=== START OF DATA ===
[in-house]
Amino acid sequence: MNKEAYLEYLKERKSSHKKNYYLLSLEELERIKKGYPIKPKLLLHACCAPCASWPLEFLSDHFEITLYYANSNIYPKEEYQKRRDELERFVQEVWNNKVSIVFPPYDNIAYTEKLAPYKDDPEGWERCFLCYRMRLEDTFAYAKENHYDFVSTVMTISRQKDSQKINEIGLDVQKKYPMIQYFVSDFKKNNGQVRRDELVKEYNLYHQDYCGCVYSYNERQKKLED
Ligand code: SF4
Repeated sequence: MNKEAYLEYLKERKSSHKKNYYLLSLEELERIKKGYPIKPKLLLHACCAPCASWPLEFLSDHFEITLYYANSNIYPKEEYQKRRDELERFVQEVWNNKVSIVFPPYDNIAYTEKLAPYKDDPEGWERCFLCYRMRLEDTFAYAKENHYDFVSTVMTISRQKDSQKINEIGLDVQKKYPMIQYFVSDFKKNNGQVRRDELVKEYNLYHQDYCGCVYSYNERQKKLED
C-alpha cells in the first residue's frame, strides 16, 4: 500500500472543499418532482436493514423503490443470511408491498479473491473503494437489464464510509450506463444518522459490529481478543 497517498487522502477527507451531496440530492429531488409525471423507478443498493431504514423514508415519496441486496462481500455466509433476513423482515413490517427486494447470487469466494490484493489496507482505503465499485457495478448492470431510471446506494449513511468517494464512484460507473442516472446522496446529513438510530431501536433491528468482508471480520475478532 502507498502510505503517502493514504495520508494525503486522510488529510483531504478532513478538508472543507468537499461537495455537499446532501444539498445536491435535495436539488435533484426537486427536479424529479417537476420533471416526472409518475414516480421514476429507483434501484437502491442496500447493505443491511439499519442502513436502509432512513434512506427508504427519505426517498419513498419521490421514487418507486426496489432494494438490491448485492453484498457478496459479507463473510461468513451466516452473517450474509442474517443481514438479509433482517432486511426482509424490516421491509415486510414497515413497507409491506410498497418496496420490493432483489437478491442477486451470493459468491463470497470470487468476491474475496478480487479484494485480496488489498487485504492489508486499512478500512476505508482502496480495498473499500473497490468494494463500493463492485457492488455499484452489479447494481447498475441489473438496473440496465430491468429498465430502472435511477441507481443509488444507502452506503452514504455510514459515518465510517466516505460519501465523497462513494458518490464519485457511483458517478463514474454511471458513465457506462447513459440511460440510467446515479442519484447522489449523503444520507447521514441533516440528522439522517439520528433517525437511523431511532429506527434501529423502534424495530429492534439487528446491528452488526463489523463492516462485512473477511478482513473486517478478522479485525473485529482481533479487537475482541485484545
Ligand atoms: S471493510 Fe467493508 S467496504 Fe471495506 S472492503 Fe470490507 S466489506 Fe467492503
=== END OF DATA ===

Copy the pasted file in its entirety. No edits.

[in-house]
Amino acid sequence: MNKEAYLEYLKERKSSHKKNYYLLSLEELERIKKGYPIKPKLLLHACCAPCASWPLEFLSDHFEITLYYANSNIYPKEEYQKRRDELERFVQEVWNNKVSIVFPPYDNIAYTEKLAPYKDDPEGWERCFLCYRMRLEDTFAYAKENHYDFVSTVMTISRQKDSQKINEIGLDVQKKYPMIQYFVSDFKKNNGQVRRDELVKEYNLYHQDYCGCVYSYNERQKKLED
Ligand code: SF4
Repeated sequence: MNKEAYLEYLKERKSSHKKNYYLLSLEELERIKKGYPIKPKLLLHACCAPCASWPLEFLSDHFEITLYYANSNIYPKEEYQKRRDELERFVQEVWNNKVSIVFPPYDNIAYTEKLAPYKDDPEGWERCFLCYRMRLEDTFAYAKENHYDFVSTVMTISRQKDSQKINEIGLDVQKKYPMIQYFVSDFKKNNGQVRRDELVKEYNLYHQDYCGCVYSYNERQKKLED
C-alpha cells in the first residue's frame, strides 16, 4: 500500500472543499418532482436493514423503490443470511408491498479473491473503494437489464464510509450506463444518522459490529481478543 497517498487522502477527507451531496440530492429531488409525471423507478443498493431504514423514508415519496441486496462481500455466509433476513423482515413490517427486494447470487469466494490484493489496507482505503465499485457495478448492470431510471446506494449513511468517494464512484460507473442516472446522496446529513438510530431501536433491528468482508471480520475478532 502507498502510505503517502493514504495520508494525503486522510488529510483531504478532513478538508472543507468537499461537495455537499446532501444539498445536491435535495436539488435533484426537486427536479424529479417537476420533471416526472409518475414516480421514476429507483434501484437502491442496500447493505443491511439499519442502513436502509432512513434512506427508504427519505426517498419513498419521490421514487418507486426496489432494494438490491448485492453484498457478496459479507463473510461468513451466516452473517450474509442474517443481514438479509433482517432486511426482509424490516421491509415486510414497515413497507409491506410498497418496496420490493432483489437478491442477486451470493459468491463470497470470487468476491474475496478480487479484494485480496488489498487485504492489508486499512478500512476505508482502496480495498473499500473497490468494494463500493463492485457492488455499484452489479447494481447498475441489473438496473440496465430491468429498465430502472435511477441507481443509488444507502452506503452514504455510514459515518465510517466516505460519501465523497462513494458518490464519485457511483458517478463514474454511471458513465457506462447513459440511460440510467446515479442519484447522489449523503444520507447521514441533516440528522439522517439520528433517525437511523431511532429506527434501529423502534424495530429492534439487528446491528452488526463489523463492516462485512473477511478482513473486517478478522479485525473485529482481533479487537475482541485484545
Ligand atoms: S471493510 Fe467493508 S467496504 Fe471495506 S472492503 Fe470490507 S466489506 Fe467492503